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GE Breakthrough Aims to Cut Solar Costs in Half
by Staff Writers
Washington DC (SPX) Oct 28, 2011

GE Engineers Neil Johnson and Christian Wagner from Korman's team assemble a solar panel array.

Despite great leaps in solar panel technology, the biggest obstacle hindering their widespread use is quite pedestrian: stubbornly high installation costs. While the cost of panels has dropped by half since 2007, total installation costs, which include panels, labor and additional equipment, declined just 20% over the same period.

Charlie Korman, manager of Solar Energy programs at GE's Global Research Center, in Niskayuna, New York, says that for the market to take off "we need to get to the point where people can buy the system without relying on subsidies."

Korman is working hard to get there. He and his team of GE engineers have developed a system that aims to bring installation costs from the current $6.50 per watt to just $3. At that price, the savings provided by the panels would more than offset the expense of mounting them on the roof.

Korman's solution is elegantly simple. "Right now, solar panel arrays are essentially high-voltage systems," he says. In such a system, the panels are linked in a row like rail cars and feed 600 volts or more into a single high-voltage cable.

To handle all this voltage, home owners must hire specially trained installation workers, buy equipment switching the direct electrical current generated by the panels to the 120-volt alternating current used by most home appliances, and install special wiring.

But GE's engineers have found a solution to get around this problem and do it cheaply. They've built solar panels that can be linked in such a way that the output is socket-ready alternating current.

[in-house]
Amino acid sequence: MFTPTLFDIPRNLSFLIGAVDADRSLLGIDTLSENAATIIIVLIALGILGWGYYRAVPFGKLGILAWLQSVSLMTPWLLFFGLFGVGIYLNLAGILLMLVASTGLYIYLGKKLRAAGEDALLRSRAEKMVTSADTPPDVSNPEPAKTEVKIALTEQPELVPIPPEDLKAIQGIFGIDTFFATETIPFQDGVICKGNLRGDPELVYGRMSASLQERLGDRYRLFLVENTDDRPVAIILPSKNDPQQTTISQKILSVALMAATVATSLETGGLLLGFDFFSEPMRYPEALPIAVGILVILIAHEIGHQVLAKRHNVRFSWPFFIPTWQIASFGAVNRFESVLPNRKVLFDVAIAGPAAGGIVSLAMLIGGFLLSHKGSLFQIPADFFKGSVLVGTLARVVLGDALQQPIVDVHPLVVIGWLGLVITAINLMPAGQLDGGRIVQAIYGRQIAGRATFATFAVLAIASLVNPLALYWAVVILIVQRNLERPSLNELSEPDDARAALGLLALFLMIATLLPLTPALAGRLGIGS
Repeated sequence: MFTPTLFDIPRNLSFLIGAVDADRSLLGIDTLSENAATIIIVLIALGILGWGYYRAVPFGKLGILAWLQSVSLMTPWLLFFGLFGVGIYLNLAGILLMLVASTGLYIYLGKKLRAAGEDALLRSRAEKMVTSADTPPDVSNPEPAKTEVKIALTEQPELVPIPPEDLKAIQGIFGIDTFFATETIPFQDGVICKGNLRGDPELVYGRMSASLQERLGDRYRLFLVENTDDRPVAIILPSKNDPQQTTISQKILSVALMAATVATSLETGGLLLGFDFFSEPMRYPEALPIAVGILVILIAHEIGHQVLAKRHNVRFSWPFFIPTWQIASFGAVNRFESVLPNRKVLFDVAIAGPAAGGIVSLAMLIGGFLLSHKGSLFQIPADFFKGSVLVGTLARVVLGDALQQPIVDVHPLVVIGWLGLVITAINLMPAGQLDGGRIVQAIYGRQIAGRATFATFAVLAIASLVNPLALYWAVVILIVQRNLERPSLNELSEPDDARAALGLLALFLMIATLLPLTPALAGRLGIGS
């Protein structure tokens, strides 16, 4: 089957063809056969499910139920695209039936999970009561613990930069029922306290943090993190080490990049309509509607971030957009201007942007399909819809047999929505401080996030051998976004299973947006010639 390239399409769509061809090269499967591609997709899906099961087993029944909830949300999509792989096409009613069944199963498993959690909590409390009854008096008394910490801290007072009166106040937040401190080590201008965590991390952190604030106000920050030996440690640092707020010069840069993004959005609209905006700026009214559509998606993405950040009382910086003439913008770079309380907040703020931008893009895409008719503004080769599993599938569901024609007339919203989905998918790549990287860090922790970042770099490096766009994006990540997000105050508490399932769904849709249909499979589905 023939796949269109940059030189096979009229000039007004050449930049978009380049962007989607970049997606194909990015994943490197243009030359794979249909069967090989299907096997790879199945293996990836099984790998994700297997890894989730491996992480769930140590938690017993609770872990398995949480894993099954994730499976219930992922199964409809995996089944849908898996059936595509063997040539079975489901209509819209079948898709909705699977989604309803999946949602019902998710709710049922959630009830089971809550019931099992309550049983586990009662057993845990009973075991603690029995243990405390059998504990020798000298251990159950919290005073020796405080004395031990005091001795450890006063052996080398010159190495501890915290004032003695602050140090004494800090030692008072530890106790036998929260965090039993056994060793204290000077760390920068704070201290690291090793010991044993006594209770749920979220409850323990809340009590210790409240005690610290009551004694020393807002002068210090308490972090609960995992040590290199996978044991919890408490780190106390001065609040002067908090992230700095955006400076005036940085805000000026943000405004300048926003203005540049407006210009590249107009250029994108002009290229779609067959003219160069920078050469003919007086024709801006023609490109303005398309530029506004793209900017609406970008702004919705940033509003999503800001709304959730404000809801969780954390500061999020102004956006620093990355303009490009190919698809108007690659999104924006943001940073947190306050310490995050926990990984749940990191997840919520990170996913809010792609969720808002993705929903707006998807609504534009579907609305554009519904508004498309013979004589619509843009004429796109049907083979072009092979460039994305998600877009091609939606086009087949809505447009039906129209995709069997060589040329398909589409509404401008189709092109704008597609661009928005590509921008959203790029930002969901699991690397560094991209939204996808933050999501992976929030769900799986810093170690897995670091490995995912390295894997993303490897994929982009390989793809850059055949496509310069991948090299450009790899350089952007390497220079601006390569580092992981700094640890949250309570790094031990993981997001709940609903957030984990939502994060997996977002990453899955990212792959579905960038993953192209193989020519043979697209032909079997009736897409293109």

They've also designed a standard installation kit so that the array can be assembled by an ordinary roofing contractor in half a day, as opposed to the two days it takes at the present. Korman says that the system has 60% fewer components than the current high-voltage kits. His goal is to slash installation costs by half and cut energy waste. "It's is going to be good for 25 years," he says.

GE has built a working prototype of the system and Korman's engineers are exploring next commercial steps with other GE businesses.

GE is one of the largest investors in renewable energy. Last week the company announced plans to build a new plant near Denver, Colorado, producing high-efficiency thin film solar panels. The $300 million investment will create 355 high-tech manufacturing jobs. The company will also hire 100 new researchers at the Niskayuna research center.

The U.S. solar energy market stood at $4 billion in 2010. U.S. installed solar capacity is expected to nearly triple to 4.5 gigawatt in 2015.

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ONYX President Heads to Peru for More Solar Power Generation Projects
Greenwood Village CO (SPX) Oct 27, 2011
Onyx Service and Solutions has announced that Company President Malcolm Burleson left for Peru to further the Company's strategic business plan of developing solar power projects in Latin America and the Caribbean, where current electricity costs are typically much higher than the US. ONYX is currently in the hunt to develop a municipal solar power project for the city of Lima, the country ... read more

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